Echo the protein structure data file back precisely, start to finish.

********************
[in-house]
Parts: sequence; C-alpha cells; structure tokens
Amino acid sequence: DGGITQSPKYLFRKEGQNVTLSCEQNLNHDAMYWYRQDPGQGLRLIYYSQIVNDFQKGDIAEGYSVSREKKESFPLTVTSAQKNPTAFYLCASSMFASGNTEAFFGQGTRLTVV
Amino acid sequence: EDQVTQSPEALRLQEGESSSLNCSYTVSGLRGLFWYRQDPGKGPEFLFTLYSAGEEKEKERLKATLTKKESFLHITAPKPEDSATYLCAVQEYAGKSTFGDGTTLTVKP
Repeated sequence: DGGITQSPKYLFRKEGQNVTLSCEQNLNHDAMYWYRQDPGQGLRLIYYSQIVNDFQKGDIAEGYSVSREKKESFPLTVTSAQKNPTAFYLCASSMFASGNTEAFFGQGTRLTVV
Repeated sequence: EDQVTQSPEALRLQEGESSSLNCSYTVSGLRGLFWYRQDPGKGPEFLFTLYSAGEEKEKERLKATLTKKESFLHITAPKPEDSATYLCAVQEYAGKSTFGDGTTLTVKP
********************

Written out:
[in-house]
Parts: sequence; C-alpha cells; structure tokens
Amino acid sequence: DGGITQSPKYLFRKEGQNVTLSCEQNLNHDAMYWYRQDPGQGLRLIYYSQIVNDFQKGDIAEGYSVSREKKESFPLTVTSAQKNPTAFYLCASSMFASGNTEAFFGQGTRLTVV
Amino acid sequence: EDQVTQSPEALRLQEGESSSLNCSYTVSGLRGLFWYRQDPGKGPEFLFTLYSAGEEKEKERLKATLTKKESFLHITAPKPEDSATYLCAVQEYAGKSTFGDGTTLTVKP
Repeated sequence: DGGITQSPKYLFRKEGQNVTLSCEQNLNHDAMYWYRQDPGQGLRLIYYSQIVNDFQKGDIAEGYSVSREKKESFPLTVTSAQKNPTAFYLCASSMFASGNTEAFFGQGTRLTVV
Repeated sequence: EDQVTQSPEALRLQEGESSSLNCSYTVSGLRGLFWYRQDPGKGPEFLFTLYSAGEEKEKERLKATLTKKESFLHITAPKPEDSATYLCAVQEYAGKSTFGDGTTLTVKP